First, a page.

Project failure has always been a hot topic; many organizations have come a very long way to define the root causes of project failure hoping to reduce the increasing rates of project failure. Arras People have recently released the 2010 Project Management Benchmark Report that has been conducted to understand how the recession has impacted the Programme and Project Management community in UK. The report featured a project failure section where the respondents had been asked to select the top three reasons (out of a possible ten reasons) for project failure in their own work experiences. The results have proven that initiating phase is the highest contributor to project failure with a percentage that reaches up to 47%, this in fact emphasizes the importance of portfolio management or in other words doing the right things versus doing the things right.
The above pie chart depicts the percentage of each reason of project failure, in this article I will talk about each reason and suggest what would be a preventive action for these project failure reasons
Lack of executive support
The gap between project managers and executives has always been there; often there are times when an executive is made the project sponsor without enough knowledge of the project or basic knowledge of how the project manager works. The issue with executives is that they are always busy and do not have enough time to support the project, they also want to hear good news only. The project manager will most likely find themselves alone; wrestling with the project issues, stakeholders conflicts, lack of cooperation from resource managers, system users, team members, and other support departments. Support has to come from the top to make the project manager’s life easier and to maximize the likelihood of success, the project sponsor has to study the project charter and have full understanding of each and every section, as soon as the charter is formally accepted and signed by the sponsor, the sponsor has to start supporting the project manager by sending a formal notice to all stakeholders asking them to give full support to the project manager. This can lead to great results in organizations that are not projectized; executive support has to be continuously given to empower the project manager during all project stages and has to be on the agenda of steering committee meetings. The project sponsor should also have basic understanding of project management and be equally ready for good and bad news.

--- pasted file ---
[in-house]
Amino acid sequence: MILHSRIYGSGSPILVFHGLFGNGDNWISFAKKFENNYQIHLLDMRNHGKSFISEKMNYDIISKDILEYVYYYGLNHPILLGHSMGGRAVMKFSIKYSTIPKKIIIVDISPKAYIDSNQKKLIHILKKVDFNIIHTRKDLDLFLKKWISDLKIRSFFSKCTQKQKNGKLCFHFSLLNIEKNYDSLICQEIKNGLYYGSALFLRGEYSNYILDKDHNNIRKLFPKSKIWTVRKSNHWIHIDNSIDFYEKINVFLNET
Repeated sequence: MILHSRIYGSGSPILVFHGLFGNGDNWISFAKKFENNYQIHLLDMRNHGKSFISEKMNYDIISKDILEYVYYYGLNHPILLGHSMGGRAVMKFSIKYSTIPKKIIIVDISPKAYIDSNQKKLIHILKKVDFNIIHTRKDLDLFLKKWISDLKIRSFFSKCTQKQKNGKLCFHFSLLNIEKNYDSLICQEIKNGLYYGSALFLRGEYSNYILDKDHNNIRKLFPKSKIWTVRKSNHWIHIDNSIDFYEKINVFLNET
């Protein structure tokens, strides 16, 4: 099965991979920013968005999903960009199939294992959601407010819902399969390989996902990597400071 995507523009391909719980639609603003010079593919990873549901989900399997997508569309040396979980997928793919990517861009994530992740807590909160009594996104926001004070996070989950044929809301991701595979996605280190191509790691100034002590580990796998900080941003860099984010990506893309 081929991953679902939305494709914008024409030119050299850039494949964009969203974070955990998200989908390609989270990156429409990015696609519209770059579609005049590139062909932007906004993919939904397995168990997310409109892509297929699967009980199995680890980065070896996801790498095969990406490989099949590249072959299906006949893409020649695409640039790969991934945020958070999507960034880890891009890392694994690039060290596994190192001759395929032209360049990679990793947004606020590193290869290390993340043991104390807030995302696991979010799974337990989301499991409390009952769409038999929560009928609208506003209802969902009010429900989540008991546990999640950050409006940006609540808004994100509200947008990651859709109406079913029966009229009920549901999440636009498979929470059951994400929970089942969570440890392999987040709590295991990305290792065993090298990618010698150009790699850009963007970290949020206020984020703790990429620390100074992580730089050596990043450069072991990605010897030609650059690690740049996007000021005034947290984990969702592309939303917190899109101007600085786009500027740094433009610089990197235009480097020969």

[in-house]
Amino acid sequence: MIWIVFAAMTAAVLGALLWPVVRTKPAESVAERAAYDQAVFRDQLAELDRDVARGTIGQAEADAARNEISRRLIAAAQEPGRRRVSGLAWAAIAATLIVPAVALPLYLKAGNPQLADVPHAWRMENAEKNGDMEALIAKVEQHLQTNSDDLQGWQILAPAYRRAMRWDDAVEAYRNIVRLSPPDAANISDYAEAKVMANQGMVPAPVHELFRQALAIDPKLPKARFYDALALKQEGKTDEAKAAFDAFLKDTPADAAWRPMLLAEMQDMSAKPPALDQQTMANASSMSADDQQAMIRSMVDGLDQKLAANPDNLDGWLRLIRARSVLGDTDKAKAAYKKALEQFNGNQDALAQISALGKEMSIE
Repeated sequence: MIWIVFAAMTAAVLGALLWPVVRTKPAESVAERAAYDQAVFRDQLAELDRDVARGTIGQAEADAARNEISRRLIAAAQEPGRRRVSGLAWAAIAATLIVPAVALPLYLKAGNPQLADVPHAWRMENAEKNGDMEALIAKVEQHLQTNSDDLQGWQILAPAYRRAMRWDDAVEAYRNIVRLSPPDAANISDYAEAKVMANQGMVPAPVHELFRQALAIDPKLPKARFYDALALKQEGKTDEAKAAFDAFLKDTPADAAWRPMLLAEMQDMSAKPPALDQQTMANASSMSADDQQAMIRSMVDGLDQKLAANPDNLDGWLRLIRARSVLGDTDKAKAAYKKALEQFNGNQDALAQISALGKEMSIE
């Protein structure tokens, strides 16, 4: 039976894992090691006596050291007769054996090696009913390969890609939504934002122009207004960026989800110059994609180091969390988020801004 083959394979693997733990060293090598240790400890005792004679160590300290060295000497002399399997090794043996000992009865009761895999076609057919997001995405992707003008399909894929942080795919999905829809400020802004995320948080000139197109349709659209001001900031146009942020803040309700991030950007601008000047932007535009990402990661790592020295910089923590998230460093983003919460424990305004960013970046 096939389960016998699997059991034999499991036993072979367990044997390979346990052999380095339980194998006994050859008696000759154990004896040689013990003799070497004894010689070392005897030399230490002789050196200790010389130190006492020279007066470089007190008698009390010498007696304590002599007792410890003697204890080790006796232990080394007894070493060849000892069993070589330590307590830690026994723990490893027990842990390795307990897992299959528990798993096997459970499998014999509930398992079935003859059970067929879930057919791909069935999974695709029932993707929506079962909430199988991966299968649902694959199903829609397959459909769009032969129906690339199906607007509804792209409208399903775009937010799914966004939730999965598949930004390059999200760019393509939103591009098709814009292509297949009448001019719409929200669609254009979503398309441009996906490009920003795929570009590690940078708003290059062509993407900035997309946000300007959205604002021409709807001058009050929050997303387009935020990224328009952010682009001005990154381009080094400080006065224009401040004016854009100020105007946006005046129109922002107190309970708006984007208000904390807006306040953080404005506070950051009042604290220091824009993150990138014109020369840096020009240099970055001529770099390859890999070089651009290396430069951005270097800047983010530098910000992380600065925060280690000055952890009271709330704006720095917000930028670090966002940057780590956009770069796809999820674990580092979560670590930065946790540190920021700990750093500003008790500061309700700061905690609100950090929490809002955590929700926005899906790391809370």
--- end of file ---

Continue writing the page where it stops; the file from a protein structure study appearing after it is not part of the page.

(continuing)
The issue with IT projects specifically is that there is a high level of uncertainty associated with building a new system or even revamping an existing one. The product of the project will start to take form and get clearer as the project moves towards completion, based on this fact, business users who determine project requirements will face difficulty at the beginning stages of requirements gathering and capture. This issue will jeopardize the maturity of the project requirements and will make users change their minds as they have more insight of what the final product would look like. The project manager has to alleviate this pain by following a robust requirements analysis process, and to build a consensus among conflicting stakeholders from the beginning in order to avoid drastic changes during late project stages. The project manager has to help stakeholders understand what will be delivered by using prototypes and conducting a proof of concept.
Expectations not set / managed